Montezuma

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Related to Motecuhzoma: Hernan Cortes, Quetzalcoatl, Francisco Pizarro

Montezuma

(mŏntĕso͞o`mä) or

Moctezuma

(mŏk–), 1480?–1520, Aztec emperor (c.1502–1520). He is sometimes called Montezuma II to distinguish him from Montezuma I (ruled 1440–69), who carried on conquests around TenochtitlánTenochtitlán
, ancient city in the central valley of Mexico. The capital of the Aztec, it was founded (c.A.D. 1345) on a marshy island in Lake Texcoco. It was a flourishing city (with an estimated population of between 200,000 and 300,000), connected with the mainland by
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. His reign was marked by incessant warfare, and his despotic rule caused grave unrest. When Hernán CortésCortés, Hernán,
or Hernando Cortez
, 1485–1547, Spanish conquistador, conqueror of Mexico. Expedition to Mexico

Cortés went (1504) first to Hispaniola and later (1511) accompanied Diego de Velázquez to Cuba.
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 arrived in Mexico he was thus able to gain native allies, notably in the province of the Tlaxcala. Montezuma, believing the Spanish to be descendants of the god QuetzalcoatlQuetzalcoatl
[Nahuatl,=feathered serpent], ancient deity and legendary ruler of the Toltec in Mexico. The name is also that of a Toltec ruler, who is credited with the discovery of corn, the arts, science, and the calendar.
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, tried to persuade them to leave by offering rich gifts. That failing, he received them in his splendid court at Tenochtitlán in Nov., 1519. Cortés later seized him as a hostage and attempted to govern through him. In June, 1520, the Aztec rose against the Spanish. Montezuma was killed, although whether by the Spanish or the Aztec is not certain. His successor died a few months later and was replaced by CuauhtémocCuauhtémoc
, d. 1525, Aztec emperor. Succeeding the brother of Montezuma II in 1520, Cuauhtémoc failed to unite the native city-states of the Valley of Mexico against the Spanish after the expulsion of Hernán Cortés from Tenochtitlán.
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. Montezuma's name is linked by a legend to fabulous treasures that the Spanish appropriated and presumably lost at sea.

Bibliography

See H. Thomas, Conquest: Montezuma, Cortés, and the Fall of Old Mexico (1994).

Montezuma

 

Two Aztec rulers.

Montezuma I Born 1390; died circa 1469. Ruler of the Aztecs. Upon achieving Aztec subjugation of the other tribes of central Mexico, Montezuma became the leader of the resulting alliance and established his capital in the city of Tenochtitlan, the present-day Mexico City.

Montezuma II Born 1466; died 1520. Ruler of the Aztecs from 1503. The alliance of Indian tribes headed by Montezuma was maintained by force of arms. With the arrival of the Spaniards in Tenochtitlán, Montezuma was taken captive; he issued an appeal to submit to the Spaniards, for which he was killed by rebelling Indians.

References in periodicals archive ?
(2) E igualmente, ?como podemos carecer de obras melodramaticas alrededor del enorme dilema existencial de Motecuhzoma? ?No fue tan honda su disyuntiva vital al punto de tener ecos tragicos como los de un Hamlet mexicano?
Si el paralelismo entre las dos profecias sugerian ya la mezcla de identidades Cristo = Quetzalcoatl, Herodes = Motecuhzoma y Reyes Magos = Cortes y los espanoles, estas debian reforzarse en el guion de La adoracion para persuadir al auditorio a adoptar el cristianismo.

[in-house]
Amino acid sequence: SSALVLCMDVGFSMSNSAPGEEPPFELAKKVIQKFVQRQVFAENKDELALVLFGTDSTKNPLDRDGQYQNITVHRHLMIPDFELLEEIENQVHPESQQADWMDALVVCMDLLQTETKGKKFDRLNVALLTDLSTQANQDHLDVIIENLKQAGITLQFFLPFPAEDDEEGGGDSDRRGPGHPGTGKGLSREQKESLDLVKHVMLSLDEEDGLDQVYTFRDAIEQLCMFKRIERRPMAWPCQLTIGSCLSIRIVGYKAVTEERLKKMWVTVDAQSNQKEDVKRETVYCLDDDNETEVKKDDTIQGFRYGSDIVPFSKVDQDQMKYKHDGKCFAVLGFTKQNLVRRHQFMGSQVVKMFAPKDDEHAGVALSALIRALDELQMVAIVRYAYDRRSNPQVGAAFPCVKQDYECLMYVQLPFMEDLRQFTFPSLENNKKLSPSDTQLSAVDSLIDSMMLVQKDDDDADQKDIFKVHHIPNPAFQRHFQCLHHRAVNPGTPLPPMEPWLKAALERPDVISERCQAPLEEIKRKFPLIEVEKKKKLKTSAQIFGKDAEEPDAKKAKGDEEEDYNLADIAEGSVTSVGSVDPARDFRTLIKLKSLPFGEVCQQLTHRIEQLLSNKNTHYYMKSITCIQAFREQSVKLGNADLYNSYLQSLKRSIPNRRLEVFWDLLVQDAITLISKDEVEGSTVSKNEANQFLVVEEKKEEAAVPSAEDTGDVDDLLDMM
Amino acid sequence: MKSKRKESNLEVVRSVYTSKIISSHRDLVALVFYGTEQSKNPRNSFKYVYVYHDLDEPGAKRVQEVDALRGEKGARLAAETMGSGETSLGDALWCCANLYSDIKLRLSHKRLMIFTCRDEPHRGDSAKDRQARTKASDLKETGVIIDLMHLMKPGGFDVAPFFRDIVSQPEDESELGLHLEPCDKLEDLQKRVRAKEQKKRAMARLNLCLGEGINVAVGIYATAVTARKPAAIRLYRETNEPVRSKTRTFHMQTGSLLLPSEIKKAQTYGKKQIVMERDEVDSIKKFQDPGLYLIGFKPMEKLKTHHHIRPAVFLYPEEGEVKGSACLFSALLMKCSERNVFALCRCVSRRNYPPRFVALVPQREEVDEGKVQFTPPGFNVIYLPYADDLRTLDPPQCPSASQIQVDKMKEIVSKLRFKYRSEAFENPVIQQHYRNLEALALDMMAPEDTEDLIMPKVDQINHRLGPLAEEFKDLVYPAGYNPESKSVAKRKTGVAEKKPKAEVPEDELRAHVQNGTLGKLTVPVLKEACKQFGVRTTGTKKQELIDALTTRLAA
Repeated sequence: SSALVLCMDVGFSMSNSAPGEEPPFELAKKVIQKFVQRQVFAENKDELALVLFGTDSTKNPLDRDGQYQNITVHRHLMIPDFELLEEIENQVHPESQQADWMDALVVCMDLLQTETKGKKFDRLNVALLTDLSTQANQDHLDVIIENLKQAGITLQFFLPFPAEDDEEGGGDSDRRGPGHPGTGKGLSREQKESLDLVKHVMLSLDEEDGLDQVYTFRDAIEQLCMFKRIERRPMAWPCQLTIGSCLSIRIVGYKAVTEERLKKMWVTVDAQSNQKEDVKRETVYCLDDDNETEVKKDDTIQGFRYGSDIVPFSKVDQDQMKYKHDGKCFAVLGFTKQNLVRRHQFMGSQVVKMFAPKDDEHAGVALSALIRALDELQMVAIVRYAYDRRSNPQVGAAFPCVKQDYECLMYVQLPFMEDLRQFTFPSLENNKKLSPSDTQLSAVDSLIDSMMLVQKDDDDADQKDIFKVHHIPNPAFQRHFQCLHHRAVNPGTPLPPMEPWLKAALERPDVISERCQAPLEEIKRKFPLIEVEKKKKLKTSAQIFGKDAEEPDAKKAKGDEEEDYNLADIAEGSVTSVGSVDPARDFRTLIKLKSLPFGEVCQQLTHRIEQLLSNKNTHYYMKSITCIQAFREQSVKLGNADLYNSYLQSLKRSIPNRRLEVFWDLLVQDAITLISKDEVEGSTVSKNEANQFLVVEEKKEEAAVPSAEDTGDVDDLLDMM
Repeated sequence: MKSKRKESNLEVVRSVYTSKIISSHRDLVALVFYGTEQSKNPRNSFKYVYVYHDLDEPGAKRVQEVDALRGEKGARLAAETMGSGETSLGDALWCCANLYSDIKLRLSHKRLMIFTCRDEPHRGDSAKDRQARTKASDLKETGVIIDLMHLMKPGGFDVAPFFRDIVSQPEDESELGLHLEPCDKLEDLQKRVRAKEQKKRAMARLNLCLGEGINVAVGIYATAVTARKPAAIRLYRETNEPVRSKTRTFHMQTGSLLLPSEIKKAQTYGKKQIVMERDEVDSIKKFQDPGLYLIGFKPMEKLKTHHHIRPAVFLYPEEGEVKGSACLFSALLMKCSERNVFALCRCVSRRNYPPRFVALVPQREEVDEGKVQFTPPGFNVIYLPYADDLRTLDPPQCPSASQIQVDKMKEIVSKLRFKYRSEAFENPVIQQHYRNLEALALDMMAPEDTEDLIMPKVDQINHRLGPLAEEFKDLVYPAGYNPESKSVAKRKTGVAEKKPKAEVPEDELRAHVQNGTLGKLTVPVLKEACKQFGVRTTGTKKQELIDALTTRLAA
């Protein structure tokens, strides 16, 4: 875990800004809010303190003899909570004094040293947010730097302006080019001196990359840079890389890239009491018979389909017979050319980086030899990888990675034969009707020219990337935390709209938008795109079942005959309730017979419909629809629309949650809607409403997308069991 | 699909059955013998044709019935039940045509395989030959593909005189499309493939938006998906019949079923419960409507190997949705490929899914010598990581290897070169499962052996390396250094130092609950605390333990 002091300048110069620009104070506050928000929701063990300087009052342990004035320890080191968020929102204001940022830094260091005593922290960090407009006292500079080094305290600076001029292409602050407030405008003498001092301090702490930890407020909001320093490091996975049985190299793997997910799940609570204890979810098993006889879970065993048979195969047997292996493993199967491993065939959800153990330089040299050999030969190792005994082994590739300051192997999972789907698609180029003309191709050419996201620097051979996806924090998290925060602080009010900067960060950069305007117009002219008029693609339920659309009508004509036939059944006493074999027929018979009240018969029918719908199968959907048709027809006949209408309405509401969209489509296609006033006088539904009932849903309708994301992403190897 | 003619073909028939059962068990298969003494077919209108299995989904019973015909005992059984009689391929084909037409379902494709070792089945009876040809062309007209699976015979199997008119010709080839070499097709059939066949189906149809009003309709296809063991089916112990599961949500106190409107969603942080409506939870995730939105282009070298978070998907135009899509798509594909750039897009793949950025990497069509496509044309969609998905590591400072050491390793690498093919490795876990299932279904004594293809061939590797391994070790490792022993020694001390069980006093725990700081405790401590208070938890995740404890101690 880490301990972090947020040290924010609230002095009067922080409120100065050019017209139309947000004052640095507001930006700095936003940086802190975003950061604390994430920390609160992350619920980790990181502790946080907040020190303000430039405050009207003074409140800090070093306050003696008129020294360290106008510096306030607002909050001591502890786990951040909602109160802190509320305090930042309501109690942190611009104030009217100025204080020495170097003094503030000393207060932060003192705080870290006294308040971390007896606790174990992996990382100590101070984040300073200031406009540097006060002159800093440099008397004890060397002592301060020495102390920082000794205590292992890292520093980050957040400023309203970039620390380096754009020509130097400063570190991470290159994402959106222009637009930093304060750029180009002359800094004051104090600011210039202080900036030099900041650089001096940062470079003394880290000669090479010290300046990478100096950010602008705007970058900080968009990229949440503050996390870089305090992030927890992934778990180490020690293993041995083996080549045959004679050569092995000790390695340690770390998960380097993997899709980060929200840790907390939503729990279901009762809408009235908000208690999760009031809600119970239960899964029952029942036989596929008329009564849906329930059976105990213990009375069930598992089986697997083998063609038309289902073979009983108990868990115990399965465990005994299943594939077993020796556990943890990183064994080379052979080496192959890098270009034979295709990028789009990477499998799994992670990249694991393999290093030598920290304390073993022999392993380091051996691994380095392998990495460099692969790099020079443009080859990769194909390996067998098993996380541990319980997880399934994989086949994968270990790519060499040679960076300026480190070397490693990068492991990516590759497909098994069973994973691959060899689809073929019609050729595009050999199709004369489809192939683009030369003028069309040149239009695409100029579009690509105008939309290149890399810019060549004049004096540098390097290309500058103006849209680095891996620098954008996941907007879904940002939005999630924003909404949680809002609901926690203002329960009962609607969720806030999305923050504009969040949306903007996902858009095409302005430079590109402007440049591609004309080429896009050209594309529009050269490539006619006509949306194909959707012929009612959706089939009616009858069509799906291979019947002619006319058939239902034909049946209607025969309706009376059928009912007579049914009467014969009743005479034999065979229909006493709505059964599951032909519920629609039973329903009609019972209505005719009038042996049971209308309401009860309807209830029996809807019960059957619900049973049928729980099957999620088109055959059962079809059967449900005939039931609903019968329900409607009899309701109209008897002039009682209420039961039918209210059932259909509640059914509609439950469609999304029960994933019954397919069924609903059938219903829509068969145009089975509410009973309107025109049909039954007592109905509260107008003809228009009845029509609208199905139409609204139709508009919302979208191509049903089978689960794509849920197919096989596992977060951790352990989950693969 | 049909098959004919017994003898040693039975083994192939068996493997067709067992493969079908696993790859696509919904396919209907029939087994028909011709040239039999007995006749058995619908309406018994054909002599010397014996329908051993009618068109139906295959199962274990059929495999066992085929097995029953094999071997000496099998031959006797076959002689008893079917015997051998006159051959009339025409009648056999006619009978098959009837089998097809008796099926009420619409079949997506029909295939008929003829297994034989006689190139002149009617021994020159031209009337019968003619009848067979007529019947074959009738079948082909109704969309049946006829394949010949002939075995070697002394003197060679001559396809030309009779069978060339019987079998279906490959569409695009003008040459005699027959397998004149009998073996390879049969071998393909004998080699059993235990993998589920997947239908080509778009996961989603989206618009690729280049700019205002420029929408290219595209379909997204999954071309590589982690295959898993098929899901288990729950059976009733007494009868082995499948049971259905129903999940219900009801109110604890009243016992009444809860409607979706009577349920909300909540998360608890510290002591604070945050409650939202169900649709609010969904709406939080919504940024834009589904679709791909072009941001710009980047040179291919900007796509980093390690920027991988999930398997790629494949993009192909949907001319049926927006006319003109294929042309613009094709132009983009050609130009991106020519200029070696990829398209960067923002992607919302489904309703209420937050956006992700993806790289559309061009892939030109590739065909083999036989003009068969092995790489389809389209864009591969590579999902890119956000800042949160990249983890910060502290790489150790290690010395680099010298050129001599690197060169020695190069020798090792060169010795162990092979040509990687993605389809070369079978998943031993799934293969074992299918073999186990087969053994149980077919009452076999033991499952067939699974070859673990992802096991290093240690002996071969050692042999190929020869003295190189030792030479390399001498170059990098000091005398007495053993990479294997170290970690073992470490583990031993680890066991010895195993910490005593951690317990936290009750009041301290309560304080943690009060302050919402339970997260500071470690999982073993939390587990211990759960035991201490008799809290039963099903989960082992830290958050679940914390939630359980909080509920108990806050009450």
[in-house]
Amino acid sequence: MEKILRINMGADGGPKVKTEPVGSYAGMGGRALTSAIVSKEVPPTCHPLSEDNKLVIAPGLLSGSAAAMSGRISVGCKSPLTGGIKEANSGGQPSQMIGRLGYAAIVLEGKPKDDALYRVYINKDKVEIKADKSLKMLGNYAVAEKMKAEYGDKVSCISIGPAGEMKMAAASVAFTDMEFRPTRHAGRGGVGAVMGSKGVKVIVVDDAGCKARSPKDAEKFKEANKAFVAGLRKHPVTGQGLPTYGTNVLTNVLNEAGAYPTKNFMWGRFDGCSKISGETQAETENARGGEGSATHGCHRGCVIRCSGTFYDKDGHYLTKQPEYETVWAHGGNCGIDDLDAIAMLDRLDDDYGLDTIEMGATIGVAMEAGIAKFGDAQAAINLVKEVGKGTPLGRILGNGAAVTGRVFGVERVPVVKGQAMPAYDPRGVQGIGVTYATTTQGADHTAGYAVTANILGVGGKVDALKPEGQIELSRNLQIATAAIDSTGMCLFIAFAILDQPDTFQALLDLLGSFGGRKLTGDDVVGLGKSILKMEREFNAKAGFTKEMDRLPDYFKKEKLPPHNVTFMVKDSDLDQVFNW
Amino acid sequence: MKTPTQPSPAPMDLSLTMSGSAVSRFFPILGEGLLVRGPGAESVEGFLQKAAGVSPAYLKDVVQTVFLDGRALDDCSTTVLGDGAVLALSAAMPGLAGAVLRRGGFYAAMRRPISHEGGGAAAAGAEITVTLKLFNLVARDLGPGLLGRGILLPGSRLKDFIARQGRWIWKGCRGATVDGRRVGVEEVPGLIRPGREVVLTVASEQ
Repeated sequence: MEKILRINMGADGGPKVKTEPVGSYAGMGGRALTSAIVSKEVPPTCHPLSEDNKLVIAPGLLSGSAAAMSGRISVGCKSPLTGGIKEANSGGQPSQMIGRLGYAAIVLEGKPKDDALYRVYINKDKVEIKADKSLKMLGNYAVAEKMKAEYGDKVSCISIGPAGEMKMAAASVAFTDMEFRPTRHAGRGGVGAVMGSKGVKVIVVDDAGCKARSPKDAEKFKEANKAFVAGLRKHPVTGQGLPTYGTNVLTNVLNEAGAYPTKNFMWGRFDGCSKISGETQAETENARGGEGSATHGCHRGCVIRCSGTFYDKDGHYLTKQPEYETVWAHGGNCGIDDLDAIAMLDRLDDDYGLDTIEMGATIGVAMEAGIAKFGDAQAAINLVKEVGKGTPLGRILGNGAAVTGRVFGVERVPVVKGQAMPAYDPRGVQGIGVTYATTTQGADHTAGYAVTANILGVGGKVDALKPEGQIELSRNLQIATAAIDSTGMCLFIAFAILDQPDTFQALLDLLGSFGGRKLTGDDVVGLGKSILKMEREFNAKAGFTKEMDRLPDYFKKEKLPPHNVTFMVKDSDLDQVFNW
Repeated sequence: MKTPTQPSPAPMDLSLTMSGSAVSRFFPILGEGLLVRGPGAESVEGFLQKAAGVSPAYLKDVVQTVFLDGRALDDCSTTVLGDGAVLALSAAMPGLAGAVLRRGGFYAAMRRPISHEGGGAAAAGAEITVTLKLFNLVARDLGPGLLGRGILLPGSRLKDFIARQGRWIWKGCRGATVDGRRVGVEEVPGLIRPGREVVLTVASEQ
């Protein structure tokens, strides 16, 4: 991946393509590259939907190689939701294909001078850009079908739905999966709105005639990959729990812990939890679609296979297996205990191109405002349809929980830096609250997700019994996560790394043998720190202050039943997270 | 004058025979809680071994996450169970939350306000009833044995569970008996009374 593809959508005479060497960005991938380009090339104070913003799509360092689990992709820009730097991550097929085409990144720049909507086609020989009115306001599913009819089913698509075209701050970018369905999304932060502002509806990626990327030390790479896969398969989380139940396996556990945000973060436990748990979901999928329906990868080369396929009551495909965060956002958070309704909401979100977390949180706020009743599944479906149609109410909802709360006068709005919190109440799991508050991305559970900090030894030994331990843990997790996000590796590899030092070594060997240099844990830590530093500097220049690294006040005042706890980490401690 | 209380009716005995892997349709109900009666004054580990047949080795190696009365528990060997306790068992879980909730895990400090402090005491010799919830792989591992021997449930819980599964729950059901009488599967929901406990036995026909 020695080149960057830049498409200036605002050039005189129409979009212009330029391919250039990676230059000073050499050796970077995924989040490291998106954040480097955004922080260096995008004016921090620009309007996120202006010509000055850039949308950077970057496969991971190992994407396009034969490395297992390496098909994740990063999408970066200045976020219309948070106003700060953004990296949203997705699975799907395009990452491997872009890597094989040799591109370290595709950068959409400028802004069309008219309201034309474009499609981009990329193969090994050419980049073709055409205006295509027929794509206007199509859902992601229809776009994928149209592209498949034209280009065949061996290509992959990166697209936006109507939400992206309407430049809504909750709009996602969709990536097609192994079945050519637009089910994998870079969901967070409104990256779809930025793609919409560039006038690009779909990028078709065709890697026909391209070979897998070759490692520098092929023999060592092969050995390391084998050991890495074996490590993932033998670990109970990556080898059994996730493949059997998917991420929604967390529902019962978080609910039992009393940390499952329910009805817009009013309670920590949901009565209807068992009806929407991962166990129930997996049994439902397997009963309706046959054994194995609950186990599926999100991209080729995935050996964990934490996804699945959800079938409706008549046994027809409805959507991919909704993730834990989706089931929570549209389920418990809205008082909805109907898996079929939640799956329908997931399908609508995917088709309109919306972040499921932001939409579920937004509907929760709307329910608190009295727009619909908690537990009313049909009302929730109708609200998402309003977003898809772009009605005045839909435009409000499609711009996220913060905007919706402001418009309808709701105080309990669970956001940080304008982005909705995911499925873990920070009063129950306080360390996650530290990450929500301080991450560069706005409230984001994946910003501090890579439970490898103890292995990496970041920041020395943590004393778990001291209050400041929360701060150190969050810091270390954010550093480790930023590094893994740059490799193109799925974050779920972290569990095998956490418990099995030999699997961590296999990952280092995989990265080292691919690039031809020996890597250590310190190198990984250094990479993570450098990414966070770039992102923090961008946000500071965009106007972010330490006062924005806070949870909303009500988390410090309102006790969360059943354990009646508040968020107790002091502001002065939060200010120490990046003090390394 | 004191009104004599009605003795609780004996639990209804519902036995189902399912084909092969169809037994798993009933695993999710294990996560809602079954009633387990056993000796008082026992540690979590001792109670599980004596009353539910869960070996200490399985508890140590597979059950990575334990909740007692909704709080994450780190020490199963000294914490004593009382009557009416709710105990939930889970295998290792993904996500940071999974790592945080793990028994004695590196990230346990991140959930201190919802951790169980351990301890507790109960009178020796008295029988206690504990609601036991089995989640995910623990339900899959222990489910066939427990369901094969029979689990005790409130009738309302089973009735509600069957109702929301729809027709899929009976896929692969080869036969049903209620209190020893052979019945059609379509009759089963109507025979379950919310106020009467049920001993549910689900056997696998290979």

Si la ciudad de Texcoco forma parte de la excan tlatoyan o Triple Alianza regida por el uey tlahtoani mexica, la posicion de este cronista es, a la fuerza, mas comprometida y ambigua, puesto que debe censurar la inicial resistencia texcocana a los espanoles y los castigos de Cortes, poniendo en escena el verdadero motivo de la alianza: las luchas de poder entre distintas facciones texcocanas y las disputas de familias con derecho al trono, asi como la "parcialidad" de Motecuhzoma, que tercia en la disputa eligiendo un sucesor y, por tanto, desfavoreciendo al otro.
Agotados los recursos efectivos y narrativos (en el hiperbolico relato una guerra sin fin), la muerte de Motecuhzoma sella la huida.
Motecuhzoma (fortunately, the Anglicized "Montezuma" is used only in the title) was a successful general in the wars of expansion of the Aztec or Triple Alliance Empire [1486-1502] and was later elected emperor [1502-1520].
At the invitation of the Emperor Motecuhzoma, Hernan Cortes led his men across the great Tlalpan causeway into Tenochtitlan.
In this chapter we find migration myths and the famous story of Motecuhzoma sending the holy men to search for Chicomoztoc, the seven caves where the Aztec ancestors dwelled.
Para los ingleses, por supuesto que si, y no fueron los unicos, ya que despues de ellos surge un elenco de obras--europeas y norteamericanas, estas a partir de 1847, ano de la invasion a Mexico--alrededor de un vituperado Motecuhzoma que suman una treintena.
(33) Tlaloc vino a desplazar a Coyolxauhqui pero es probable que la gesta original estuviera presente todavia en el palimpsesto arquitectonico del Templo Mayor, en tiempos de Motecuhzoma Xocoyotzin, ya que los informantes de Sahagun mencionan niveles del templo que corresponden a las etapas de la ascension.
A pesar de ello en este libro hablo de la "Guera Rodriguez", de Isabel Motecuhzoma, de Josefa Ortiz de Dominguez, de Diego Rivera y de Lazaro Cardenas.
Motecuhzoma (asi prefiero llamarlo) sabia exactamente lo que habia ocurrido en Santo Domingo y en Cuba y lo que podia ocurrir en Mexico.
(7) Y esta profecia influyo en el animo del tlatoani Motecuhzoma, quien confundio a Hernan Cortes con el dios blanco y barbado.